MAR 03, 2016 11:32 AM PST

Special $200,000+ Drone to Help Spot Shark Attacks in Australia

WRITTEN BY: Anthony Bouchard

Australia is about to get high-tech and serious when dealing with search and rescue missions related to shark attacks off the water-locked continent’s coast.
Because Australia has ocean water on all sides, the continent is bustling with beaches. Of course, although beaches are fun, we’re still sharing the waters with another animal that can sometimes pose threats to humans – sharks.
Although shark attacks are typically rare and unlikely unless provoked, the reality is that they still happen, and we have to be prepared to handle them as quickly as possible to preserve lives.
Australia is tapping into the high-tech world of drones to help spot shark attacks and promptly notify emergency personnel to deal with the situation in the hopes that it’ll help save lives.

Little Ripper will be patrolling the beaches of Northern Australia to search for shark dangers.

Costing anywhere from $200,000 to $250,000, this autonomous military-style drone known as Little Ripper is going to go through a trial run over the beach waters of Northern Australia. The goal is to see how well the drones fare at spotting trouble and potential shark dangers.
Armed with a high resolution camera and other safety equipment to help respond to and alert lifeguards of potential hazards that could be causing danger for beachgoers, the Little Ripper drone is prepared to tackle emergency situations and alert for help when it’s needed.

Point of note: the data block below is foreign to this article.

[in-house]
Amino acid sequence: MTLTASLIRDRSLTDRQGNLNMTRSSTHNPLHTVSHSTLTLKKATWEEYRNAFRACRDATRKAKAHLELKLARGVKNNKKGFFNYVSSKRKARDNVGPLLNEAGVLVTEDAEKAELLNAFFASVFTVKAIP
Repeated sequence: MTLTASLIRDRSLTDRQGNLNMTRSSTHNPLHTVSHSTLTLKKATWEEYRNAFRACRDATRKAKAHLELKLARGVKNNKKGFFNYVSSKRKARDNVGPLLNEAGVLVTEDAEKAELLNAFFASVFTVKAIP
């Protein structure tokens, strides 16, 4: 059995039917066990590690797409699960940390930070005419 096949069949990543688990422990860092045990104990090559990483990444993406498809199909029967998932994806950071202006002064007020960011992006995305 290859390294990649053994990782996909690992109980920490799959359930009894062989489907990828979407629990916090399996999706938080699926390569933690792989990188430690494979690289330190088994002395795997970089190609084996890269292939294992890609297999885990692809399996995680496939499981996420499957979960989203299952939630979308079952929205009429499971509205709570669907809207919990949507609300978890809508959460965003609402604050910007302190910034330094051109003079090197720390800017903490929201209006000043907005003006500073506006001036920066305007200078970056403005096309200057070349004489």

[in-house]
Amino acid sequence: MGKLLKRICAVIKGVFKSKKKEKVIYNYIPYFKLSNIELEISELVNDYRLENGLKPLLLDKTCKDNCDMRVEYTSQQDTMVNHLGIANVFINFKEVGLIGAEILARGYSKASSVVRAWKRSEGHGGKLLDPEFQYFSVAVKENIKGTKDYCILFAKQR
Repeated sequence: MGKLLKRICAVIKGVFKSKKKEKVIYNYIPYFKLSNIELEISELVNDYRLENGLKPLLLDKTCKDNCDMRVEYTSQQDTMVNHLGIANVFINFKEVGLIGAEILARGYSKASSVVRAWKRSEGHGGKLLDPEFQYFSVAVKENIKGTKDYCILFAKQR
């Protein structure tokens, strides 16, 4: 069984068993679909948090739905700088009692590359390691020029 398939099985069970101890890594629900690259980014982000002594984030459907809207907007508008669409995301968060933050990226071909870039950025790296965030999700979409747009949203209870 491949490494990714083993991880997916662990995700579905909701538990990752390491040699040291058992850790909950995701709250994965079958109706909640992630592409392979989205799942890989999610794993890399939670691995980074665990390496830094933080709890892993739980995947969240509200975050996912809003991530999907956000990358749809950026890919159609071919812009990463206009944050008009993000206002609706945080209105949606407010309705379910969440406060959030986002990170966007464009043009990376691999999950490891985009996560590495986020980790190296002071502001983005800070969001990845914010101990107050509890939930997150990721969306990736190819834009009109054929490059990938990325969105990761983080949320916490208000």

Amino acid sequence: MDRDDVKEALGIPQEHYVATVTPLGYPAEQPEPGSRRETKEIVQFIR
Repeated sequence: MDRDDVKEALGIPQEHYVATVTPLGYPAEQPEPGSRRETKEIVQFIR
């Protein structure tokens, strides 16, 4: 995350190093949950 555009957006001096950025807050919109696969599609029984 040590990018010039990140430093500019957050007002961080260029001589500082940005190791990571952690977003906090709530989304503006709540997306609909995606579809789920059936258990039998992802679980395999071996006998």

"The Little Ripper is the new, high-tech eye in the sky," Westpac chief executive Brian Hartzer said. "There are 17 Westpac helicopters around Australia and we hope this is going to work really well and become another very welcome sight around the coastline".
For it’s size, it’s pretty energy efficient too – it can fly around for about an hour before it needs to be charged up, so it’d make sense to have a drone arsenal at the disposal so that one could always be in the air while others were charging up.
Such technology would be helpful in many other parts of the world too, although Australia appears to be the initial testing ground at this point in time.

Source: The Sydney Morning Herald

About the Author
  • Fascinated by scientific discoveries and media, Anthony found his way here at LabRoots, where he would be able to dabble in the two. Anthony is a technology junkie that has vast experience in computer systems and automobile mechanics, as opposite as those sound.
You May Also Like
NOV 25, 2019
Clinical & Molecular DX
NOV 25, 2019
eRapid: molecular diagnostic power in the palm of your hand
We've heard lofty biotech promises in the news of being able to diagnose diseases from a single drop of blood. Yet, diagnostic procedures for the maj...
DEC 12, 2019
Chemistry & Physics
DEC 12, 2019
Self-learning, Light-responsive Robot Inspired by Pavlov's Dog
Russian physiologist Ivan Pavlov famously trained the canines in his experiments to salivate in response to the sound of a metronome, which was a showcase...
JAN 16, 2020
JAN 16, 2020
New Wearable that Helps the Body Adapt to Stress
Physicians and neuroscientists at the University of Pittsburgh have developed Apollo- a wearable they claim helps the body adapt to stress, improve sleep q...
FEB 03, 2020
FEB 03, 2020
The Demand for Drone Delivery is High
Many consumers are demanding drones for delivery of their products. But how realistic is drone delivery? A study published in the INFORMS journal Transport...
FEB 16, 2020
Space & Astronomy
FEB 16, 2020
ISS Poised to Receive Fresh Supplies by Tuesday
Life on the International Space Station isn’t quite as convenient as it is for the rest of us here on Earth. With no convenient restaurants or conven...
FEB 05, 2020
FEB 05, 2020
Portable Device Detects Food-borne illness
 Foodborne illnesses kill 3,000 people on an annual basis. According to the Centers for Disease Control and Prevention, an estimated 48 million people...
Loading Comments...